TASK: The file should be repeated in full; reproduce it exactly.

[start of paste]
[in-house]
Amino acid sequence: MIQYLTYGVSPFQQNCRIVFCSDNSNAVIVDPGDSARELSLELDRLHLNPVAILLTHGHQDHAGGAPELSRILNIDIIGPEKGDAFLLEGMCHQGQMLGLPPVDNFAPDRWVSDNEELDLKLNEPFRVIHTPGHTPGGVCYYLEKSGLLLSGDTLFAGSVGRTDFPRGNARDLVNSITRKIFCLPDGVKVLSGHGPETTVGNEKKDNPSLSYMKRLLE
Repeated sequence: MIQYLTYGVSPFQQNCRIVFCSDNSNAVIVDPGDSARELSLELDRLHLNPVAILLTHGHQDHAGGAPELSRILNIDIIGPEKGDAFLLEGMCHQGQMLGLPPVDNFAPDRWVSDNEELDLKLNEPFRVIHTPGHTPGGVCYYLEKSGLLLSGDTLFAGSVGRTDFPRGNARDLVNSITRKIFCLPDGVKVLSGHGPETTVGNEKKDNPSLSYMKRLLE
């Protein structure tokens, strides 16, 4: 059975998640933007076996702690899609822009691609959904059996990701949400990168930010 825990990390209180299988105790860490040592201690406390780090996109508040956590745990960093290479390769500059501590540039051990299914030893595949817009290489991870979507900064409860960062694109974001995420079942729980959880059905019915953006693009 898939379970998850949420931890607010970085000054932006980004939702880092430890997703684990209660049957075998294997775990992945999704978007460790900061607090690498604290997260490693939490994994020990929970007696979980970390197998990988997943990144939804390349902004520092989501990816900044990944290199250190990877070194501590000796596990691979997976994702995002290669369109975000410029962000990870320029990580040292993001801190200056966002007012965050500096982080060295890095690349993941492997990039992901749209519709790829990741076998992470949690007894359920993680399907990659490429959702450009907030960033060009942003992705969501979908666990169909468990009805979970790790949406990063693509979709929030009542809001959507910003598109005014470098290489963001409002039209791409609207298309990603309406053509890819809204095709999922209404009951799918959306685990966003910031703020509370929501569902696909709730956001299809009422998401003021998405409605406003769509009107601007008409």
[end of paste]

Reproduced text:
[in-house]
Amino acid sequence: MIQYLTYGVSPFQQNCRIVFCSDNSNAVIVDPGDSARELSLELDRLHLNPVAILLTHGHQDHAGGAPELSRILNIDIIGPEKGDAFLLEGMCHQGQMLGLPPVDNFAPDRWVSDNEELDLKLNEPFRVIHTPGHTPGGVCYYLEKSGLLLSGDTLFAGSVGRTDFPRGNARDLVNSITRKIFCLPDGVKVLSGHGPETTVGNEKKDNPSLSYMKRLLE
Repeated sequence: MIQYLTYGVSPFQQNCRIVFCSDNSNAVIVDPGDSARELSLELDRLHLNPVAILLTHGHQDHAGGAPELSRILNIDIIGPEKGDAFLLEGMCHQGQMLGLPPVDNFAPDRWVSDNEELDLKLNEPFRVIHTPGHTPGGVCYYLEKSGLLLSGDTLFAGSVGRTDFPRGNARDLVNSITRKIFCLPDGVKVLSGHGPETTVGNEKKDNPSLSYMKRLLE
């Protein structure tokens, strides 16, 4: 059975998640933007076996702690899609822009691609959904059996990701949400990168930010 825990990390209180299988105790860490040592201690406390780090996109508040956590745990960093290479390769500059501590540039051990299914030893595949817009290489991870979507900064409860960062694109974001995420079942729980959880059905019915953006693009 898939379970998850949420931890607010970085000054932006980004939702880092430890997703684990209660049957075998294997775990992945999704978007460790900061607090690498604290997260490693939490994994020990929970007696979980970390197998990988997943990144939804390349902004520092989501990816900044990944290199250190990877070194501590000796596990691979997976994702995002290669369109975000410029962000990870320029990580040292993001801190200056966002007012965050500096982080060295890095690349993941492997990039992901749209519709790829990741076998992470949690007894359920993680399907990659490429959702450009907030960033060009942003992705969501979908666990169909468990009805979970790790949406990063693509979709929030009542809001959507910003598109005014470098290489963001409002039209791409609207298309990603309406053509890819809204095709999922209404009951799918959306685990966003910031703020509370929501569902696909709730956001299809009422998401003021998405409605406003769509009107601007008409």